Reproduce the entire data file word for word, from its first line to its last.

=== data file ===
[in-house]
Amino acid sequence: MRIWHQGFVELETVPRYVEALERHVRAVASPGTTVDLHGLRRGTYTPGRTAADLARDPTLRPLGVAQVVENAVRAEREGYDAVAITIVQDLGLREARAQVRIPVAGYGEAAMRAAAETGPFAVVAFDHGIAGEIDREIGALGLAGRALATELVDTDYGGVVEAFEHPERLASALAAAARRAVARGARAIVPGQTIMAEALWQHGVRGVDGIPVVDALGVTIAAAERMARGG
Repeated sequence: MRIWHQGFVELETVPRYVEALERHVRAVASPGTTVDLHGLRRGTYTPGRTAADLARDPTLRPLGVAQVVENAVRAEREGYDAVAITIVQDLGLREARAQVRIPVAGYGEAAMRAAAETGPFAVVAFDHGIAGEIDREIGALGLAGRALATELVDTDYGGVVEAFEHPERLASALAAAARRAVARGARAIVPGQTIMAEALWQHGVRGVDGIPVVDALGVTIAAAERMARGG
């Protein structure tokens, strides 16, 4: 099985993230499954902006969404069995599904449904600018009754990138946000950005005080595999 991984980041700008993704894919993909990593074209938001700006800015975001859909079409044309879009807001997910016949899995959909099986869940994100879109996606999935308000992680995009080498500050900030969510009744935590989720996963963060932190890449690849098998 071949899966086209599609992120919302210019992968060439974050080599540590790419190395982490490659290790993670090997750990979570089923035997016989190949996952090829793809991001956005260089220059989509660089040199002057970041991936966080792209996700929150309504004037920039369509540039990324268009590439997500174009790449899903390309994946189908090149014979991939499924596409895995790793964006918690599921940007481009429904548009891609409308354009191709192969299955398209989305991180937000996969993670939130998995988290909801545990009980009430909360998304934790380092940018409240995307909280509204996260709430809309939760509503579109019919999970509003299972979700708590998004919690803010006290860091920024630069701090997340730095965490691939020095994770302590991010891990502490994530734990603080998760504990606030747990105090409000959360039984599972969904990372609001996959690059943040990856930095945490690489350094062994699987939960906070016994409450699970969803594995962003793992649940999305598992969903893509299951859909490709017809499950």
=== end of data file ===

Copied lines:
[in-house]
Amino acid sequence: MRIWHQGFVELETVPRYVEALERHVRAVASPGTTVDLHGLRRGTYTPGRTAADLARDPTLRPLGVAQVVENAVRAEREGYDAVAITIVQDLGLREARAQVRIPVAGYGEAAMRAAAETGPFAVVAFDHGIAGEIDREIGALGLAGRALATELVDTDYGGVVEAFEHPERLASALAAAARRAVARGARAIVPGQTIMAEALWQHGVRGVDGIPVVDALGVTIAAAERMARGG
Repeated sequence: MRIWHQGFVELETVPRYVEALERHVRAVASPGTTVDLHGLRRGTYTPGRTAADLARDPTLRPLGVAQVVENAVRAEREGYDAVAITIVQDLGLREARAQVRIPVAGYGEAAMRAAAETGPFAVVAFDHGIAGEIDREIGALGLAGRALATELVDTDYGGVVEAFEHPERLASALAAAARRAVARGARAIVPGQTIMAEALWQHGVRGVDGIPVVDALGVTIAAAERMARGG
């Protein structure tokens, strides 16, 4: 099985993230499954902006969404069995599904449904600018009754990138946000950005005080595999 991984980041700008993704894919993909990593074209938001700006800015975001859909079409044309879009807001997910016949899995959909099986869940994100879109996606999935308000992680995009080498500050900030969510009744935590989720996963963060932190890449690849098998 071949899966086209599609992120919302210019992968060439974050080599540590790419190395982490490659290790993670090997750990979570089923035997016989190949996952090829793809991001956005260089220059989509660089040199002057970041991936966080792209996700929150309504004037920039369509540039990324268009590439997500174009790449899903390309994946189908090149014979991939499924596409895995790793964006918690599921940007481009429904548009891609409308354009191709192969299955398209989305991180937000996969993670939130998995988290909801545990009980009430909360998304934790380092940018409240995307909280509204996260709430809309939760509503579109019919999970509003299972979700708590998004919690803010006290860091920024630069701090997340730095965490691939020095994770302590991010891990502490994530734990603080998760504990606030747990105090409000959360039984599972969904990372609001996959690059943040990856930095945490690489350094062994699987939960906070016994409450699970969803594995962003793992649940999305598992969903893509299951859909490709017809499950």